Understanding an oil analysis can be a crucial step towards assessing the health of your engine, provided you know what to decipher. In this detailed guide inspired by a video from Engineering Explained, which was supported by Mobil 1, we aim to simplify the entire process for you.
The host of the video, Jason Fenske, utilized his Subaru Crosstrek to demonstrate the process. He collected 12 synthetic oil samples for the analysis, which included four from new oil, four after an idle period of 15 minutes following an oil change, and four after a 3,000-mile journey. While one batch was sent to Mobil 1, another set was sent to Blackstone Laboratories for cross-verification considering Mobil 1 also sponsored the video. The third set served as a reserve.
Oil analysis generates a plethora of data. A sensible starting point is to scrutinize the wear indicators like diverse metals. The presence of these metals in high quantities in the oil could suggest engine wear. For instance, high parts per million (ppm) of aluminum may indicate issues with pistons, while an elevated iron level might point to a problem with the crankshaft, as these metals are typically deposited in the oil from these respective components.
The analysis also highlights potential contaminants. Elements like potassium and sodium, which are byproducts of engine coolant, when found in considerable amounts in the oil, suggest coolant leakage into the oil, a possible sign of head gasket failure. Additionally, the detection of silicon could mean contamination from sand or dirt, possibly due to a malfunctioning air filter.
The health of the oil and the appropriate time to replace it can also be determined through oil analysis. Fuel dilution is a significant aspect here as the admixture of fuel with oil can weaken the oil’s effectiveness. Another critical measure is the Total Base Number (TBN), a measure of additives that combat the accumulation of contaminants. A TBN above 1.0 is recommended by the third-party laboratory used in this test.
The examination can also assess factors like soot content (typically more critical in diesel and direct-injected gasoline engines), water contamination, viscosity levels, and the extent of oxidation and nitration — two reactions that degrade oil quality over time. However, if you adhere to the manufacturer’s recommended oil change schedule, you’re less likely to encounter any peculiarities in these aspects.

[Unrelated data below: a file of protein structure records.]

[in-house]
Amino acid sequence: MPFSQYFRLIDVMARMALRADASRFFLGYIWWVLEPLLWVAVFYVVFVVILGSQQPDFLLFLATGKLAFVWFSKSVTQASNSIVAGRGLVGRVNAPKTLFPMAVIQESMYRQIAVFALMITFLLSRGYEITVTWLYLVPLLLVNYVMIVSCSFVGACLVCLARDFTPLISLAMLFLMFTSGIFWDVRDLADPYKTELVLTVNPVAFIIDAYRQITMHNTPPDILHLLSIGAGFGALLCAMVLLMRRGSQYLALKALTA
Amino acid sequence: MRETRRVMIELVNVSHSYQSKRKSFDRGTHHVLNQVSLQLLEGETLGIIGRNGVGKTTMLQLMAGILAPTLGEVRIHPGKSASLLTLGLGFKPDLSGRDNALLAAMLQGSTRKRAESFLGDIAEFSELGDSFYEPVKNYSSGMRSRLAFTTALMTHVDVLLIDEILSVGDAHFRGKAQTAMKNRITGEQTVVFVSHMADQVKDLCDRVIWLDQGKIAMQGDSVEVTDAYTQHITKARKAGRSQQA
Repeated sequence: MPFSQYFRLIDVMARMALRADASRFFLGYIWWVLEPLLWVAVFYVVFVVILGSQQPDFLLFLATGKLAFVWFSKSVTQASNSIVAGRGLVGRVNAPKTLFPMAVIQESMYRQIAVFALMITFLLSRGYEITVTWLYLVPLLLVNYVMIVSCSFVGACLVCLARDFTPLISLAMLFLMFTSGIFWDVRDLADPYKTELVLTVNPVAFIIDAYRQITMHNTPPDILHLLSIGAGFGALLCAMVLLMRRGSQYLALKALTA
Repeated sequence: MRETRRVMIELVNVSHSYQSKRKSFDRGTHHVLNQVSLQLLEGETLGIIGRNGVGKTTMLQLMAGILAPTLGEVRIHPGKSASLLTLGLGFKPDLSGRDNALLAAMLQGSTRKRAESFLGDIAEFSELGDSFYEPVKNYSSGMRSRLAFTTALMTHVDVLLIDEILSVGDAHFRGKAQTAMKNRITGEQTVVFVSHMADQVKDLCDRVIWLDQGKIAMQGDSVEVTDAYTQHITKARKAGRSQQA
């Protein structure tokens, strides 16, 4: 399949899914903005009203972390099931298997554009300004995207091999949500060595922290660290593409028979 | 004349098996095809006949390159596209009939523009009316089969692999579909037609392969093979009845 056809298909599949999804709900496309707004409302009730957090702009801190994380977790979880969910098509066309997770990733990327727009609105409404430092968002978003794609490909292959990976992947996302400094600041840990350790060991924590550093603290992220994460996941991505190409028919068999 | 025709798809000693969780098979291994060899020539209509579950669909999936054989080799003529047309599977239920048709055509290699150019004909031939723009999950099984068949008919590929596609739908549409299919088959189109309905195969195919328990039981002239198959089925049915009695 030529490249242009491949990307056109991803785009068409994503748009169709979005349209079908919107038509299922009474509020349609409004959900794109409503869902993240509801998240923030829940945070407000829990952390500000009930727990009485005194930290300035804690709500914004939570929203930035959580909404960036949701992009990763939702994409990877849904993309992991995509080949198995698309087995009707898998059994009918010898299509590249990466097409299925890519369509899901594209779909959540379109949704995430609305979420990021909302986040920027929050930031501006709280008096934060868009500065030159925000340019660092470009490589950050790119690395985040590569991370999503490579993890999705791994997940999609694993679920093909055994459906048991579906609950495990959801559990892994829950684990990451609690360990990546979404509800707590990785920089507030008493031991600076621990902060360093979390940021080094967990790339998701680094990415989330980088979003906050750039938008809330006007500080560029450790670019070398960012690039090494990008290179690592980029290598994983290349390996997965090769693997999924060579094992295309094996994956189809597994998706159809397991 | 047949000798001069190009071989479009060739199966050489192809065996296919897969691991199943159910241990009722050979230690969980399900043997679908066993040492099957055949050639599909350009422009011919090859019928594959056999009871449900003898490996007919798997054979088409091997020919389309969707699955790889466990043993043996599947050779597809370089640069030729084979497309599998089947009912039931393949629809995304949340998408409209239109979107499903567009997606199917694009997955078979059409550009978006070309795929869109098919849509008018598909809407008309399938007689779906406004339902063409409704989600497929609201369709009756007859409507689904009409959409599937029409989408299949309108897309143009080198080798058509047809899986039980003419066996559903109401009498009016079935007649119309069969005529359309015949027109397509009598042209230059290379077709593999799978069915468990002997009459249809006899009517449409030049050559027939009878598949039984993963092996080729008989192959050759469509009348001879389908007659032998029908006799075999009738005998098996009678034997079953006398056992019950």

Frequently Asked Questions (FAQs) about Oil Analysis Interpretation
What was the purpose of the oil analysis demonstrated in the video by Engineering Explained?
The purpose of the oil analysis was to demonstrate how it can be used to assess the health of an engine. The host, Jason Fenske, used various samples of oil from his Subaru Crosstrek at different stages of use to illustrate how various aspects of the oil change over time and usage, and what these changes can indicate about the engine’s condition and the oil’s effectiveness.
What do high quantities of different metals in the oil signify?
High levels of different metals in the oil, like aluminum and iron, can serve as wear indicators. Aluminum could be indicative of issues with the pistons, and iron could point to problems with the crankshaft, since these metals are typically shed by these components and end up in the oil.
How can contaminants in the oil be identified?
The presence of elements such as potassium and sodium, which are byproducts of engine coolant, could suggest coolant leakage into the oil, potentially pointing to a head gasket failure. If silicon is detected, it could mean contamination from sand or dirt, possibly due to a malfunctioning air filter.
How can the health of the oil itself be determined?
The health of the oil and the optimal time to replace it can be determined through measures like fuel dilution and the Total Base Number (TBN). Fuel dilution refers to the situation where fuel mixes with the oil, thereby thinning it out and reducing its effectiveness. The TBN indicates the level of additives present that fight the accumulation of contaminants.
What factors does an oil analysis assess?
An oil analysis assesses a range of factors, including wear indicators (like diverse metals), potential contaminants (like elements from engine coolant or dirt), fuel dilution, the Total Base Number (TBN), soot content, water contamination, viscosity levels, and the extent of oxidation and nitration. These factors can provide insights into both the health of the engine and the condition of the oil.
More about Oil Analysis Interpretation
- Understanding Oil Analysis
- How to Read an Oil Analysis Report
- Importance of Oil Analysis in Predictive Maintenance
- Engineering Explained YouTube Channel
- Oil Analysis Basics
- Blackstone Laboratories